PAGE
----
It’s a myth that surveillance evidence obtained on an employee cannot be used in evidence. Whilst it’s correct that the courts and Tribunals may consider the legitimacy of such surveillance evidence, if ultimately it goes to the very heart of the matter to be determined, then more often than not this will “trump” the individual’s right to a private life in relation to the conduct of the proceedings.

Use of surveillance is most common in relation to employees who are absent from work on long term sick, particularly where an employee states he or she has been injured at work and is pursuing a personal injury claim. If the employer and the insurer both suspect a fraudulent or exaggerated claim, the insurer may well commission surveillance. This in fact arose in a recent decision by the Employment Tribunal, which held the dismissal to be unfair.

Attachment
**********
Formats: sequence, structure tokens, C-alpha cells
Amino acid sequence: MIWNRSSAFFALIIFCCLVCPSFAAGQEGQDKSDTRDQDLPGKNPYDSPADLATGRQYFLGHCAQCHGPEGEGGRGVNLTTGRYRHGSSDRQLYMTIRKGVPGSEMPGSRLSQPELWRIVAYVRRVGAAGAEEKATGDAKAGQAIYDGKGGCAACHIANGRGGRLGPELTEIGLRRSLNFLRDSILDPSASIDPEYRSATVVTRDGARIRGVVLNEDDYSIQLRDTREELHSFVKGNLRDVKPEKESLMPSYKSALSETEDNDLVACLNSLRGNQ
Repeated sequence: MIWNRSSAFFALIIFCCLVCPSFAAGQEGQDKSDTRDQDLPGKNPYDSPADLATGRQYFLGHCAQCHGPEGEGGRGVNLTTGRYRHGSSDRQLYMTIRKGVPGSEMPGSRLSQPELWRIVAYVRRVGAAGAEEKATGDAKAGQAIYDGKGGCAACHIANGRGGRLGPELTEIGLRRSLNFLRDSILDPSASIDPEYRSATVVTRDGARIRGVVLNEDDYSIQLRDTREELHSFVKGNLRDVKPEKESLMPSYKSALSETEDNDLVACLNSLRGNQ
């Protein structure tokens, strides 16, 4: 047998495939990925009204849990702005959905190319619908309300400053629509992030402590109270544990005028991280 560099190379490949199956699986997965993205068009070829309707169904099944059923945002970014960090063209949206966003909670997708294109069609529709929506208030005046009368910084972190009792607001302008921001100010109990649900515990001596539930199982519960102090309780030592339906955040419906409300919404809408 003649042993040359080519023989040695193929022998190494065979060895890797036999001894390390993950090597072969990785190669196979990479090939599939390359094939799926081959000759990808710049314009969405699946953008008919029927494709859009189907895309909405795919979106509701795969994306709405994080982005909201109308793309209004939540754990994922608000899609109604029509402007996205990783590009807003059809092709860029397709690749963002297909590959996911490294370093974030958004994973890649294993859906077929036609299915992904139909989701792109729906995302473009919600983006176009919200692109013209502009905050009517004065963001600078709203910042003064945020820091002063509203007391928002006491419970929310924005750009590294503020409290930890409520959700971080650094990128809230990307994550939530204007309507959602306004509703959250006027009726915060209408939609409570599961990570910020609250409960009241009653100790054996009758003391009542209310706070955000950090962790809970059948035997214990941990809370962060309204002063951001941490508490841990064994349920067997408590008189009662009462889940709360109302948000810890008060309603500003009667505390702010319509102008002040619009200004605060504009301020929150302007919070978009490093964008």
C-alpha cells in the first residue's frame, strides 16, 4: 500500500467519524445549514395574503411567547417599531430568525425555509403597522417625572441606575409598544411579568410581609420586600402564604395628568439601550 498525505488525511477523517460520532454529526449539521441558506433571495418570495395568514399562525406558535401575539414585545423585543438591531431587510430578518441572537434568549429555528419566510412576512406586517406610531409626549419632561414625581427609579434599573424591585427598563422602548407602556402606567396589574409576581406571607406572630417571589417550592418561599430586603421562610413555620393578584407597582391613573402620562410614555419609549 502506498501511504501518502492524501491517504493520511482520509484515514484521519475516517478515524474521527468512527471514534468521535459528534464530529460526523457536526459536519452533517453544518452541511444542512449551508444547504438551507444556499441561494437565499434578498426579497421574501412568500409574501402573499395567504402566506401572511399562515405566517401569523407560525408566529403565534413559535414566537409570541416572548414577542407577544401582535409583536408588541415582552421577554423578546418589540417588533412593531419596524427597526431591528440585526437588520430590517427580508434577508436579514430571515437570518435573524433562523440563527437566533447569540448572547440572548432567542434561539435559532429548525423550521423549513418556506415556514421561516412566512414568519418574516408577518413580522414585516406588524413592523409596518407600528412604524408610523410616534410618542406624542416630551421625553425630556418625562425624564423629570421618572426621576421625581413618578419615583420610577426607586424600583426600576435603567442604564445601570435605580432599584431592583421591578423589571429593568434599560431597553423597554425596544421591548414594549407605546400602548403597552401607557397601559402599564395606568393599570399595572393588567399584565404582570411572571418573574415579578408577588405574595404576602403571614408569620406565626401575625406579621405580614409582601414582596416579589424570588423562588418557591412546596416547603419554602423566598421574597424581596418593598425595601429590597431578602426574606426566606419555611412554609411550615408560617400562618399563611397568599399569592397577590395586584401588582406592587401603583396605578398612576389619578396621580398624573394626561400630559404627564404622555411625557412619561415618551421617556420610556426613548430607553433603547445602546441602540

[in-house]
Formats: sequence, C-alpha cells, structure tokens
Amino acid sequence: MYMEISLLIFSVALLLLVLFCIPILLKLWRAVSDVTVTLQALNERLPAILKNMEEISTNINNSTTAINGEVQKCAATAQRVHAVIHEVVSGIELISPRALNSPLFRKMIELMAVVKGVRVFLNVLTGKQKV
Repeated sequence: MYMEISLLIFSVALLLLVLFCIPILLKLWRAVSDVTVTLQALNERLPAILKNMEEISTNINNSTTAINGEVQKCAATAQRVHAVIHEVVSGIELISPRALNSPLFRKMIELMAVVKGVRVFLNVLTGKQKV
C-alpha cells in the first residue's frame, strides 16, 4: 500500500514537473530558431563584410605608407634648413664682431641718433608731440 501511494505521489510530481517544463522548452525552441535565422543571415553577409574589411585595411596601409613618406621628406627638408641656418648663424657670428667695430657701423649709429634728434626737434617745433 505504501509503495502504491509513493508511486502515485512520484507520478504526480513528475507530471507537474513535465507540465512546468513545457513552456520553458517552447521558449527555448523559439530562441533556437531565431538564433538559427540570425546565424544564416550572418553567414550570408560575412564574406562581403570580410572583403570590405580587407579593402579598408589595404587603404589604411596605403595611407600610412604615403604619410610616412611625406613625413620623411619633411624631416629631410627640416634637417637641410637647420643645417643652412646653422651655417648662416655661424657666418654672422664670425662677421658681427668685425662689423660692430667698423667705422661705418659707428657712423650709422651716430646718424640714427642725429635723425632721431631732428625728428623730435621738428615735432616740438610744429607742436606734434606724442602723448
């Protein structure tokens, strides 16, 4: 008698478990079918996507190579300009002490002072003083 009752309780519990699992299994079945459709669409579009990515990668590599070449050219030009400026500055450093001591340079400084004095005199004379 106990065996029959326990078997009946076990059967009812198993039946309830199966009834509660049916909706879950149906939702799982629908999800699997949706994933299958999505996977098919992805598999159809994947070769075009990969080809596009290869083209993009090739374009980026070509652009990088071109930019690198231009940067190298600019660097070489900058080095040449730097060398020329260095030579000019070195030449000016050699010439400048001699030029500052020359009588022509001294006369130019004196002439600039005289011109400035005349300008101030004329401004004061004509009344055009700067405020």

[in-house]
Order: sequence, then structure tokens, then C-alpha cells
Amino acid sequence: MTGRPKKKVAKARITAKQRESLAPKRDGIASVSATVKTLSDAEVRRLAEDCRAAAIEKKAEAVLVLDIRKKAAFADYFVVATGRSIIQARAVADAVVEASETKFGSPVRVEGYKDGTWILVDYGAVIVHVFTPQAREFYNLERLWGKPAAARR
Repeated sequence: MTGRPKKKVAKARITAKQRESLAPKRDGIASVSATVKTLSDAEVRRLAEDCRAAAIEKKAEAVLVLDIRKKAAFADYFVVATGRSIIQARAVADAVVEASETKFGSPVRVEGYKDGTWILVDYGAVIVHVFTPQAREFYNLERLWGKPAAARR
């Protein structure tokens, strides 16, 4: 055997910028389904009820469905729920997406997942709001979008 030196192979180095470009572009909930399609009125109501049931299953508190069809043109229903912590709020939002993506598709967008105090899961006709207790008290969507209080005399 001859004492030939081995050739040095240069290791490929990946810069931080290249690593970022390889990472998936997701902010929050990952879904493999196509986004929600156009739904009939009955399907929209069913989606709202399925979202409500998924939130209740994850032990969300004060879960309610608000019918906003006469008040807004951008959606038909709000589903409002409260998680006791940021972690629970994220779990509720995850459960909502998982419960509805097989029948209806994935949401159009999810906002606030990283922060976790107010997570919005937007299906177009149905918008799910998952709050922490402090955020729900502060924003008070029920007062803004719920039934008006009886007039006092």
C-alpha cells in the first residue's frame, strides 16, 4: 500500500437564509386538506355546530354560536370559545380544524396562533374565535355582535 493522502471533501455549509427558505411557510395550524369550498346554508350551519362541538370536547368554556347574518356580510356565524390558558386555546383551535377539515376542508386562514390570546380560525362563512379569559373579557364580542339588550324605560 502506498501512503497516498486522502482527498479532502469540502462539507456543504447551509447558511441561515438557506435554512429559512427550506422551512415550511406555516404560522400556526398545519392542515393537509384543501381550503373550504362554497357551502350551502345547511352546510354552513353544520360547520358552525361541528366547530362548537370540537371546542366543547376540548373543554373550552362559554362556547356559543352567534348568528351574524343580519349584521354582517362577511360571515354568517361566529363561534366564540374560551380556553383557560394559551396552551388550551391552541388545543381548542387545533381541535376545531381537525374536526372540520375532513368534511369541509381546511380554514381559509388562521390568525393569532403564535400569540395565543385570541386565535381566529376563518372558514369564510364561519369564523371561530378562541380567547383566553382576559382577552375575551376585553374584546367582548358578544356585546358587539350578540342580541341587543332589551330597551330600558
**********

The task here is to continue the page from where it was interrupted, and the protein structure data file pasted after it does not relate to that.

The employee had been absent from work following a back injury at work. He was deemed unfit to work by his own GP and Occupational Health. However the employer and insurers suspected exaggeration as to the severity of the injuries and the insurers arranged surveillance. The video footage showed the employee performing various activities such as cleaning ice from his car, driving his car, carrying shopping and walking his dog. When the employee returned to work he was accused of gross misconduct on the basis that he had claimed company sick pay falsely whilst fit to work.